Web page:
Loggerhead Sea Turtle Caretta caretta
After the leatherback turtle, the loggerhead sea turtle is the second-largest marine turtle. It has a blunt head, powerful jaws, and a steeply domed carapace. It hunts and eats hard-bodied animals, such as crabs, lobsters, and clams. This species takes about 30 years to mature and breeds every other year.
Threats to Loggerhead Sea Turtles
Loggerhead sea turtles are currently listed as being threatened with extinction under the Endangered Species Act. Their numbers are rapidly declining. Loggerhead sea turtles, like other sea turtle species, face many natural and human-induced threats. Scientists have determined that the capture in fishing gear and the loss of nesting habitat are major causes of the loggerhead's decline.
Tens of thousands of loggerhead sea turtles are injured or killed annually in the Atlantic and the Gulf of Mexico by destructive fishing gear, including trawls, gillnets and longlines. Loggerheads are also captured and killed by commercial fisheries using vertical lines, seines, dredges and various types of pots and traps.
In the Atlantic Ocean, the majority of loggerhead nesting occurs along the southeastern United States, but loggerheads also nest in the eastern Atlantic and western South Atlantic. All of the loggerhead nesting populations in the Atlantic with trend data available are experiencing significant declines. The largest decline was experienced by the South Florida nesting population, which declined 40 percent in the past decade.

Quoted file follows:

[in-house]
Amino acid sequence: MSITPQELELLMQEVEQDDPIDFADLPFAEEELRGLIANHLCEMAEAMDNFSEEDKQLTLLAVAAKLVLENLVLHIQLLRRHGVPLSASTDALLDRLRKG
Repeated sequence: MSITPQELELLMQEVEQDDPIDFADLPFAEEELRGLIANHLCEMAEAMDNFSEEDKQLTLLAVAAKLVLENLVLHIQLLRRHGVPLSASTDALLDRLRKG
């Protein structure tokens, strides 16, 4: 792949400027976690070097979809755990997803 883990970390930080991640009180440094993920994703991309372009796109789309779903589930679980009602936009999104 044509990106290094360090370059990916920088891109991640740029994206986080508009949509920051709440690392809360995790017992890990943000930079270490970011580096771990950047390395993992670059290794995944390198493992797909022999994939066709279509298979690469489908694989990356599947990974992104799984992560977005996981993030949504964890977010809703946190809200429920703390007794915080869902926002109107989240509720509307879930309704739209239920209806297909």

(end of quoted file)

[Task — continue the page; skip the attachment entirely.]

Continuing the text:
What Oceana Does to Protect Loggerhead Sea Turtles
Oceana's campaign to save sea turtles is dedicated to the protection and restoration of sea turtle populations in the world's oceans. The campaign works to reduce sea turtle bycatch in fisheries, protect sea turtle habitat and develop legislation to protect sea turtles.
- Order Chelonia
- Length 2–3 ft (0.7–1 m)
- Weight 165–350 lb (75–160 kg)
- Habitat Open sea, coral reefs, coasts
- Distribution Tropical and warm temperate waters worldwide